Scottsdale’s $60 Million Opportunity Cost

We have already weighed in on the repackaged Desert Discovery Center now known as Desert Edge.  It calls to mind a name more reminiscent of a bad country band than a worthwhile expenditure of taxpayer dollars.
Our purpose now is not to regurgitate our most recent opinion (here is a link.)  It’s to raise a worthwhile question:  opportunity cost.
Proponents suggest taking tens of millions of tourism AND preserve tax dollars is worthwhile.  They say so because they believe the project can be self-sustaining (it won’t) and a major new tourism draw for the city.
But ask yourself this, who is going to come to Scottsdale just because of a glorified interpretive center, as opposed to that which it seeks to accentuate, and already exists?
Think of it this way, no matter what those on the edge of advocacy for their pet project can cull together it won’t be cooler or more dramatic than El Tovar at the South Rim of the Grand Canyon.  But people don’t travel to northern Arizona to see something man-made.  They do so because of the natural wonder.  And so will it be in Scottsdale.
The McDowell Sonoran Preserve with its extensive trails, views and majesty already IS a huge tourism draw.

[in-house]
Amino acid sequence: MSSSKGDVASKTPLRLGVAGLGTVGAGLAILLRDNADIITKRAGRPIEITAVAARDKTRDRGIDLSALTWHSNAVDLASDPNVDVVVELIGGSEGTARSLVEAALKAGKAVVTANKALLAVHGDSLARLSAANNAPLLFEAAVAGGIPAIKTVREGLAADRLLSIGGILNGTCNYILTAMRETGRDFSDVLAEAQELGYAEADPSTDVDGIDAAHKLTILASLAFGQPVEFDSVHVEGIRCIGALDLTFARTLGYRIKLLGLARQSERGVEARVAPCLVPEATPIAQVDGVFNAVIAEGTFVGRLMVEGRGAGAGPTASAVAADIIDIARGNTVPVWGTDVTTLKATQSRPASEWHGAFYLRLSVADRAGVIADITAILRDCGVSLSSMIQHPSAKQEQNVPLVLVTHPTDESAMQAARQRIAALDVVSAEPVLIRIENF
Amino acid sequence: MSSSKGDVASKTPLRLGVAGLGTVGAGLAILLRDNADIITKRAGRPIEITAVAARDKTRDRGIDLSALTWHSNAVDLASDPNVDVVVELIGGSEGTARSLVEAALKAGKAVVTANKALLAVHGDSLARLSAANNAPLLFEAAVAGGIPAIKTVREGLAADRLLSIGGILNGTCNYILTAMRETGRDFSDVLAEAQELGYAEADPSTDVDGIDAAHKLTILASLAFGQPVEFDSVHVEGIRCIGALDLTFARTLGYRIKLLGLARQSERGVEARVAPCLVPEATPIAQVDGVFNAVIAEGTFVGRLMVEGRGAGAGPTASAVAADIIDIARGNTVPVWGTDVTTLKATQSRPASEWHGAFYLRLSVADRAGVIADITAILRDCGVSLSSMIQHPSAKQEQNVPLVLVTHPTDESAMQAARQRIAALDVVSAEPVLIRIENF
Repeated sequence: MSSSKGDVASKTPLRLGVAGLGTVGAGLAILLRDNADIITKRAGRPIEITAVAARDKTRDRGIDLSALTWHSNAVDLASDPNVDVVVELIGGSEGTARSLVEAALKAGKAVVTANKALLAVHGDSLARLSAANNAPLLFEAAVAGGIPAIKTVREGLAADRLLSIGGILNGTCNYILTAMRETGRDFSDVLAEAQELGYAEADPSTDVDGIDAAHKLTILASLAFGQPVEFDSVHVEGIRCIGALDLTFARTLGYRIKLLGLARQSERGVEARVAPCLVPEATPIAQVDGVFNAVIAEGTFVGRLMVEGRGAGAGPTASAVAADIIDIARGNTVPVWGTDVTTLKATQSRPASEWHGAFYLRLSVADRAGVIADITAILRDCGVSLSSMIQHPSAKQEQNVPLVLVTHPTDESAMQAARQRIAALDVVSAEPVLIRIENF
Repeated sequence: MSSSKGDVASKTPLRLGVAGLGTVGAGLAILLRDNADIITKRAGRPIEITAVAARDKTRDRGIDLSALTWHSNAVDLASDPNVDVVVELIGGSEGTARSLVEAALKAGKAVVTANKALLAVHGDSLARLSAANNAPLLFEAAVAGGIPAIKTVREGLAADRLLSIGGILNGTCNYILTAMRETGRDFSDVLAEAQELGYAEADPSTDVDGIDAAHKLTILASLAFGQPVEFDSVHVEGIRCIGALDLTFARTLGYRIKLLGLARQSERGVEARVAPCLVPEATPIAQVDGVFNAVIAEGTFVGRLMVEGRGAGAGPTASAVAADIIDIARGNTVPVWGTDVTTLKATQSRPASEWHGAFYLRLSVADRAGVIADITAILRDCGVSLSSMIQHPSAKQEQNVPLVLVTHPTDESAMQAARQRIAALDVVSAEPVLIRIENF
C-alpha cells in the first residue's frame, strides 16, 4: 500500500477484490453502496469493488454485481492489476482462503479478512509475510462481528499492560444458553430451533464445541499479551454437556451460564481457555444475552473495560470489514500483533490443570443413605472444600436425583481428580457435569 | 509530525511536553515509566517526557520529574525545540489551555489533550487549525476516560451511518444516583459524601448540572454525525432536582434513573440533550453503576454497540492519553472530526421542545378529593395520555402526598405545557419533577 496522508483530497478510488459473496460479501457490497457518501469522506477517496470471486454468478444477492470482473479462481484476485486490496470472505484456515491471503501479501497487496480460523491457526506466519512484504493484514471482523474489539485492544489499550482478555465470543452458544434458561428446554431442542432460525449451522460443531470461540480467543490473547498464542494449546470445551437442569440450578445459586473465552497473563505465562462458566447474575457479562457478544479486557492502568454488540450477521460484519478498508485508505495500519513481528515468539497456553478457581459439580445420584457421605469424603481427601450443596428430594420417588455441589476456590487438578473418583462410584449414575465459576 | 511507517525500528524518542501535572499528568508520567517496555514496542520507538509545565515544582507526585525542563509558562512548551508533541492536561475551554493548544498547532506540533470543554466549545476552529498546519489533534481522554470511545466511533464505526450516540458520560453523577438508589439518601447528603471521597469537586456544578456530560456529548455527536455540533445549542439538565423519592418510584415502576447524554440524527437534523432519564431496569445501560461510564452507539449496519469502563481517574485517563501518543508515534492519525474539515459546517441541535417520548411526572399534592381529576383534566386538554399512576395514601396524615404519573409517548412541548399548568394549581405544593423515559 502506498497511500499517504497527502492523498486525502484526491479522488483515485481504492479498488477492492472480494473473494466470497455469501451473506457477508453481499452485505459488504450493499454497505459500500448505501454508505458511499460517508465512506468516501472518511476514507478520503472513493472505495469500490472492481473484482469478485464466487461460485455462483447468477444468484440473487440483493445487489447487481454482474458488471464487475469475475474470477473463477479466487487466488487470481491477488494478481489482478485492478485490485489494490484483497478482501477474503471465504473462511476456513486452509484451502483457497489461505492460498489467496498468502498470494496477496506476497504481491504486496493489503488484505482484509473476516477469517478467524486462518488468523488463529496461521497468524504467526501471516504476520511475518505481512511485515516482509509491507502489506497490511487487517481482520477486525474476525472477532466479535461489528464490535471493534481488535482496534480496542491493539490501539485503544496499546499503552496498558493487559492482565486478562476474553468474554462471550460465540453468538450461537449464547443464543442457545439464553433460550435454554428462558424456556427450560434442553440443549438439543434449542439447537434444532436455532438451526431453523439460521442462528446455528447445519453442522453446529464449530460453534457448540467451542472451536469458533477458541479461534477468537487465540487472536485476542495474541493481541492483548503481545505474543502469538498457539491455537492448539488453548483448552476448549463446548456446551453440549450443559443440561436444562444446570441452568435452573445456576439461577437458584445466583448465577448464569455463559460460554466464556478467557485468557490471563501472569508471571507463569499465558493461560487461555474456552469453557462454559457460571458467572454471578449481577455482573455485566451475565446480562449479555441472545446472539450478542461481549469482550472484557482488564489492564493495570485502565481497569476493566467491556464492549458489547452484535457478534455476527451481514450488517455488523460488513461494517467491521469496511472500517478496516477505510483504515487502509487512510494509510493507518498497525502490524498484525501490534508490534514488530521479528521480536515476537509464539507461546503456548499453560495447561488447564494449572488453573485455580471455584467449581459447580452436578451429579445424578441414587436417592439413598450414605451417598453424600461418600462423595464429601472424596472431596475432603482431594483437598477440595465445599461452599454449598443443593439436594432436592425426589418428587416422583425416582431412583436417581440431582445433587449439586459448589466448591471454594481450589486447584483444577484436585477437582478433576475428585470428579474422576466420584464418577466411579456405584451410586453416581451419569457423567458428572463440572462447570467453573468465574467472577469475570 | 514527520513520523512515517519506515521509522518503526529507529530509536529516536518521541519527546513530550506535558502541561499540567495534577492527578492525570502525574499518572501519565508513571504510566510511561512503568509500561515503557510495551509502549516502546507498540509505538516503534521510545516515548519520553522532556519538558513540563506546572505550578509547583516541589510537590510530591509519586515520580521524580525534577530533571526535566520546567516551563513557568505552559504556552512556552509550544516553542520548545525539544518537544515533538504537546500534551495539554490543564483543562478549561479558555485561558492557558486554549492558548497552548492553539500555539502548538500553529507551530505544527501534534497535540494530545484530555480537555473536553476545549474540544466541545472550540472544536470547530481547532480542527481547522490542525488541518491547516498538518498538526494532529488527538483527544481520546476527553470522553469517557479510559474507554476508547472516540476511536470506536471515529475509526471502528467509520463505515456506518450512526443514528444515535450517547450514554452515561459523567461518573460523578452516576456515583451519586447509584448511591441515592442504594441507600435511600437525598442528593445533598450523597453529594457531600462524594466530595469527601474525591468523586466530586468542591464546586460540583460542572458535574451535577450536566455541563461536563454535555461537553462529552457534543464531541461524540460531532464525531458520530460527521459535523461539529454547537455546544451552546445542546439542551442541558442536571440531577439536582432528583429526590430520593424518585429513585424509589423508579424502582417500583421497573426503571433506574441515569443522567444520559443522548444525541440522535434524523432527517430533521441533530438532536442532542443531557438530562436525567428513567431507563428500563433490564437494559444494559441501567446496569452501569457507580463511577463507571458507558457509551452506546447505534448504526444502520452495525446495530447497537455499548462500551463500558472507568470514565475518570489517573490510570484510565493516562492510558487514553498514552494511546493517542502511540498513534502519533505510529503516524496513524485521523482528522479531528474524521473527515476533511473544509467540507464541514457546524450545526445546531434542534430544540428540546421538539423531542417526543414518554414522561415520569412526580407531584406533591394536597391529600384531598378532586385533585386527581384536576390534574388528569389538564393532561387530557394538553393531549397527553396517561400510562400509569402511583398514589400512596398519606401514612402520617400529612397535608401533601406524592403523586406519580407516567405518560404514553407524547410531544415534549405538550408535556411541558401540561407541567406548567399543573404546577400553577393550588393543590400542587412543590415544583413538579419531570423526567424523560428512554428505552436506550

So why not better highlight it, or expand it, rather than divert funds from both of these purposes?
Just think of how much more impactful $30 million in tourism marketing and advertising showcasing the Preserve to audiences around the world would be, rather than divert such money to a Desert  Botanical Garden knock-off?
Or how much better it would be to spend preserve tax dollars to preserve even more rather than to preserve a deficient “discovery center” on the desert’s edge?
Opponents have done an exceptionally good job driving the debate over the past year plus.  Commercial activity in the preserve.  Polling results.  The justifiable need for a public vote.  And cost.  But it’s not just cost.  For Scottsdale, it’s the opportunity cost as well.